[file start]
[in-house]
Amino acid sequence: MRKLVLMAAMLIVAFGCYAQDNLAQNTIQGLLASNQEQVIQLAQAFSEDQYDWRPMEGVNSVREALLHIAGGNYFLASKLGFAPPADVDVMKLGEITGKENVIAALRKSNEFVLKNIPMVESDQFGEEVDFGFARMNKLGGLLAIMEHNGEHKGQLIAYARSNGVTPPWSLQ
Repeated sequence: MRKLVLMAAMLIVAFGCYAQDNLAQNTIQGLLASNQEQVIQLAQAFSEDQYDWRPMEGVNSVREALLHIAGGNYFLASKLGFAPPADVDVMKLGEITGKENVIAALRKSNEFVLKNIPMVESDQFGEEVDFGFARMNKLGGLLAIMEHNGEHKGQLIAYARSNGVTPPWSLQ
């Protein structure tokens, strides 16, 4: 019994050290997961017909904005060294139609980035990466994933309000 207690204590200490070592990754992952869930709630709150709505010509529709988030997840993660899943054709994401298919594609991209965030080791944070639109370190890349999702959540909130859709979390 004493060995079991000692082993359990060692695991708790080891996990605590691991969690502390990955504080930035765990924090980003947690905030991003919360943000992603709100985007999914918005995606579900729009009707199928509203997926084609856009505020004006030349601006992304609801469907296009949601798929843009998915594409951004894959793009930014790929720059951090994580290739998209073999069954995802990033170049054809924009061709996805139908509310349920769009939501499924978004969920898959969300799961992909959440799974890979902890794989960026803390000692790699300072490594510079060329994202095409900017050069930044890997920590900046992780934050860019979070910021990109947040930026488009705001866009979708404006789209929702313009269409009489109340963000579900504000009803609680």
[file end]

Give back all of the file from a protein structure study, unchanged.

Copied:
[in-house]
Amino acid sequence: MRKLVLMAAMLIVAFGCYAQDNLAQNTIQGLLASNQEQVIQLAQAFSEDQYDWRPMEGVNSVREALLHIAGGNYFLASKLGFAPPADVDVMKLGEITGKENVIAALRKSNEFVLKNIPMVESDQFGEEVDFGFARMNKLGGLLAIMEHNGEHKGQLIAYARSNGVTPPWSLQ
Repeated sequence: MRKLVLMAAMLIVAFGCYAQDNLAQNTIQGLLASNQEQVIQLAQAFSEDQYDWRPMEGVNSVREALLHIAGGNYFLASKLGFAPPADVDVMKLGEITGKENVIAALRKSNEFVLKNIPMVESDQFGEEVDFGFARMNKLGGLLAIMEHNGEHKGQLIAYARSNGVTPPWSLQ
């Protein structure tokens, strides 16, 4: 019994050290997961017909904005060294139609980035990466994933309000 207690204590200490070592990754992952869930709630709150709505010509529709988030997840993660899943054709994401298919594609991209965030080791944070639109370190890349999702959540909130859709979390 004493060995079991000692082993359990060692695991708790080891996990605590691991969690502390990955504080930035765990924090980003947690905030991003919360943000992603709100985007999914918005995606579900729009009707199928509203997926084609856009505020004006030349601006992304609801469907296009949601798929843009998915594409951004894959793009930014790929720059951090994580290739998209073999069954995802990033170049054809924009061709996805139908509310349920769009939501499924978004969920898959969300799961992909959440799974890979902890794989960026803390000692790699300072490594510079060329994202095409900017050069930044890997920590900046992780934050860019979070910021990109947040930026488009705001866009979708404006789209929702313009269409009489109340963000579900504000009803609680």